SciSun: The South has Risen. Again.   Leave a comment

It’s (almost) Spring! When flowers are in bloom; birds busy themselves seeking out the best nest materials; groundhogs emerge from their dens (not because they do or do not see their shadow but because they’re hungry); and it’s neither too hot nor too cold to enjoy carefree days of picnicking, walks in the country; and enjoying lively green plants rustling in a gentle wind. But just when you thought it was safe to go outside, yet another ecological intruder raises its trespassing head: The invasive ‘superweed’ Johnsongrass (Sorghum halapense) – but cleverly disguised as a harmless, and to many observers, welcome and hearty ornamental plant.

Humans generally have a love/hate relationship with grass. Some types – like the luxurious Bluegrass (a favored type for lawns, even though it’s not really blue); thick Fescue (often used for playing fields and other well-used areas); and Bermuda (you don’t have to live in the tropics to enjoy this variety!) are sought out by park planners, landscapers, and homeowners who will, inevitably, yell at kids to get off their grass. But other types of turf: Zoysia, unwelcome for lawns due to it’s prickly feel; and Crabgrass, a generic name for many types of uneven, clumpy, quickly spreading grass (which even crabs themselves don’t particularly like), are despised by most acreage activists and considered unwelcome or even ripped out of the ground as that most unwelcome of all plant types, the lowly ‘weed’. (Although by researching native plants in your area, many ‘weeds’ are actually valuable – but maybe not pretty – important parts of the natural ecosystem).

Fallstaff, as a representative of AGHH! (Associated Goat and Herbivore Hotline), knows Johnsongrass could make him sick. That's why he eats a balanced diet of weeds, bark, and shrubs.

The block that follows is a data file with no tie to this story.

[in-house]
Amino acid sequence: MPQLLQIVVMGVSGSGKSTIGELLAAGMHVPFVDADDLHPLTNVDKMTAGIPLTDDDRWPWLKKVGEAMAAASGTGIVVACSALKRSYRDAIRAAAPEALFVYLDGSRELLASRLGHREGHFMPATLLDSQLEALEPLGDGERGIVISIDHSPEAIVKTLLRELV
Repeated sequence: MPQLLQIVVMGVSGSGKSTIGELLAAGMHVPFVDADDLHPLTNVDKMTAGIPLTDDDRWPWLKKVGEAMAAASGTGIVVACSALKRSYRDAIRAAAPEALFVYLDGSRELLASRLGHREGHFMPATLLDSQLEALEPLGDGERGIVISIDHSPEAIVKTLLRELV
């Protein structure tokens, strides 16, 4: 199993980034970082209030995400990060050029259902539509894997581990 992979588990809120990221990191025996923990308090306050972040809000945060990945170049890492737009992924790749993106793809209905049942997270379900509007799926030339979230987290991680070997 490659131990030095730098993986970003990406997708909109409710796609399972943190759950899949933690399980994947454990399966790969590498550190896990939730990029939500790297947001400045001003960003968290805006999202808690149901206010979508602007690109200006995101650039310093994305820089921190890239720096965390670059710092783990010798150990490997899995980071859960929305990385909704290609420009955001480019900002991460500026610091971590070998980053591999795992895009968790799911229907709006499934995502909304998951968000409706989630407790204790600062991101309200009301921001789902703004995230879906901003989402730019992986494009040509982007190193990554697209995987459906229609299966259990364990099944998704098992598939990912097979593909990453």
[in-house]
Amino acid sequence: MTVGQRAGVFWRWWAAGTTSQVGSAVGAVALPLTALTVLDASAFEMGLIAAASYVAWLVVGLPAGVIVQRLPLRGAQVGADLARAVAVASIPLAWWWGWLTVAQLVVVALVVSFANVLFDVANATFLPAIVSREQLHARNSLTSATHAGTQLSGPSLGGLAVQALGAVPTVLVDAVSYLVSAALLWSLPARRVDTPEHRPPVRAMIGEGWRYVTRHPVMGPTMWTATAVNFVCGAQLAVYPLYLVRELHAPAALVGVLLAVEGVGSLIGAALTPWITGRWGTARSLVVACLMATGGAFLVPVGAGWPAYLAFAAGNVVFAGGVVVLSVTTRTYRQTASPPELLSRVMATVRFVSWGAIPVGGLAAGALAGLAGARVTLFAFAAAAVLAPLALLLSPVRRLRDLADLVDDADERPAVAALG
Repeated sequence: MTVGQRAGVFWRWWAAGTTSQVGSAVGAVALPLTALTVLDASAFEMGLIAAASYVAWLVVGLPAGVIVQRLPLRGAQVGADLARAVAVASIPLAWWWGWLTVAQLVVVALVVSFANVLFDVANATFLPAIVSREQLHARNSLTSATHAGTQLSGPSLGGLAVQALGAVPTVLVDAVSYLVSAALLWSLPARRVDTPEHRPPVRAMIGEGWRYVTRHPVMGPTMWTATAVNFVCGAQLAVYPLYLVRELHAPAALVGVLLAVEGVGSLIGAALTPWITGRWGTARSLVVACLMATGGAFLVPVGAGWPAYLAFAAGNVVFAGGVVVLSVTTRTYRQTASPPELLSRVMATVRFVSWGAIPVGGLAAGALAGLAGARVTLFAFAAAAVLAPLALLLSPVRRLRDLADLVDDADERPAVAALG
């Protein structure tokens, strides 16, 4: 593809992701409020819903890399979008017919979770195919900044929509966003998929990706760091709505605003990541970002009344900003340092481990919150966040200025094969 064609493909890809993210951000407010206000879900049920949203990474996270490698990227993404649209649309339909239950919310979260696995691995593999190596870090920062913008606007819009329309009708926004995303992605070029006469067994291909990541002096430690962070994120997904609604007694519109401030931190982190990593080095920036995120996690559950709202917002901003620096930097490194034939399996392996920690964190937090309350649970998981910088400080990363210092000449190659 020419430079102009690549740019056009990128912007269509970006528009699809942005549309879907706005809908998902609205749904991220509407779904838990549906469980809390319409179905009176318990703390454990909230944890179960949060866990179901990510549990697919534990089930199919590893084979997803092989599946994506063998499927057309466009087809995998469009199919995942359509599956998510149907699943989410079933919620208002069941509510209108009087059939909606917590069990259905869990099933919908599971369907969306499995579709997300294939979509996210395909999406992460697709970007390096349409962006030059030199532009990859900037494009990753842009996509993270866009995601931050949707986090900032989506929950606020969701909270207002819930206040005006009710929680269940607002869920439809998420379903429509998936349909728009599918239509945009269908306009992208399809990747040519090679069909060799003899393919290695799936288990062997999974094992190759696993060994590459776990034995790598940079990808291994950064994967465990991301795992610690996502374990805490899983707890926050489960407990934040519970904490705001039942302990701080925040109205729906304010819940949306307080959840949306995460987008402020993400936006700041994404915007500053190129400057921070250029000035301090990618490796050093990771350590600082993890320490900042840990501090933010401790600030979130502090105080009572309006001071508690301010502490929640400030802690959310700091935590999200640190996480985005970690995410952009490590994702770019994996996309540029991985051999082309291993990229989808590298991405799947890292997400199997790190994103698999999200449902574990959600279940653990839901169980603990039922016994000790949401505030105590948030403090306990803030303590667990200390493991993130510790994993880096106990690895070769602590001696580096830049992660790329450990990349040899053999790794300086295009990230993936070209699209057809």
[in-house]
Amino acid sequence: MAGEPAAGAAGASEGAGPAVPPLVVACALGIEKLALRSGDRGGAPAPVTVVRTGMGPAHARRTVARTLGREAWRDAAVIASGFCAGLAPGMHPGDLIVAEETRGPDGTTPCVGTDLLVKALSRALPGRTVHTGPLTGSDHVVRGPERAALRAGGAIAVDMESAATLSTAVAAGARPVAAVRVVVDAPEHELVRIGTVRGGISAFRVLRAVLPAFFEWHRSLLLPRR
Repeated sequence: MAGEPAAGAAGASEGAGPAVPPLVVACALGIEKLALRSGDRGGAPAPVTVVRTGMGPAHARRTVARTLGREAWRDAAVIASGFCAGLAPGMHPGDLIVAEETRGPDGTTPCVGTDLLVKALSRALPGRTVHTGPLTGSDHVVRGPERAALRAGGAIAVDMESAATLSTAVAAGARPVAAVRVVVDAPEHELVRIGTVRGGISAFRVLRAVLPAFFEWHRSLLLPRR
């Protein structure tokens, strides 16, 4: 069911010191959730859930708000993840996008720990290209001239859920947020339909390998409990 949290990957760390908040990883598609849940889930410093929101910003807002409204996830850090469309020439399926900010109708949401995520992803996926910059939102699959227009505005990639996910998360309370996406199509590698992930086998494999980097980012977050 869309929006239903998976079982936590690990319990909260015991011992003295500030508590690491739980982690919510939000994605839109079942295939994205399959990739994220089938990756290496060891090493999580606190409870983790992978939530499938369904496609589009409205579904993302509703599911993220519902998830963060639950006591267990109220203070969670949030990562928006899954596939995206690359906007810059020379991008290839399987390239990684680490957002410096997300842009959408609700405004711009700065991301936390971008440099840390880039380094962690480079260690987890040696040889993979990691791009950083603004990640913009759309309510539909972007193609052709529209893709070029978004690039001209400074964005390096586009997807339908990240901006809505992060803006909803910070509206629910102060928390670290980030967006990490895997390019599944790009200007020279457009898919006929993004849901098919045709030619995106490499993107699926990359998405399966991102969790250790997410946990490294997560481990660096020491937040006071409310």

Fallstaff, as a representative of AGHH! (Associated Goat and Herbivore Hotline), knows Johnsongrass could make him sick. That’s why he eats a balanced diet of weeds, bark, and shrubs.

Still, humans seem to like ‘nice’ grasses, particularly those that show unique features such as a tall profile or unusual seed stalks; that gently sway in a breeze; or with varying shades of green that can be highlighted in a landscape as ‘specimen’, ‘border’ or ‘foundation’ examples. And in its clever plan to invade our yards and parks, Johnsongrass fits many of these qualities. Along with, unfortunately, the ability to quickly out-compete native grasses and plants; crowd out cultivated plants in agricultural fields; and even produce toxins that poison livestock who eat the grass. Of course Johnsongrass itself isn’t purposely undertaking the invasion of our lands on its own; as a species out-of-place, the plant is well-adapted to its native environment among fields, forest edges and streambanks of the Mediterranean, half a world away from North America; but as an introduced species, the plant becomes a formidable competitor which can unbalance entire ecosystems.

Maybe the real origin of this invasion is the man who’s credited with naming – and encouraging the spread of Johnsongrass – Colonel William Johnson. About a decade before the Civil War (‘War Between the States’; or, for Col. Johnson and other Southerners, the ‘War of Northern Aggression’), Johnson brought seeds of the newly-introduced plant back to his Alabama plantation to stabilize the loose soils around riverbanks. Being a fine Southern gentleman, the good Colonel distributed seeds of the grass to his friends and neighbors, recommending the plant as a fine example of the variety of ‘useful and ornamental’ plants produced by the Southern states. While some sources claim the grass had already begun to establish itself in other areas of the US as early as the 1840’s, it’s curious that Col. Johnson, by 1860 too old to serve in the Army yet with a distinguished record during the War of 1812, chose to inspire the proliferation of a plant that flourished in the South, and in many ways was at the time viewed as a symbol of Southern prosperity. Today the battles of that terrible time may be over; but the war against an invader continues on.


Michonne Says: I’ve seen all types of grass and I don’t think any of them were named Johnson. But I never really thought about it. Besides I don’t have much use for any plants that don’t have flowers or berries.

Posted April 17, 2016 by ECOVIA eco-adventure® in SciSun

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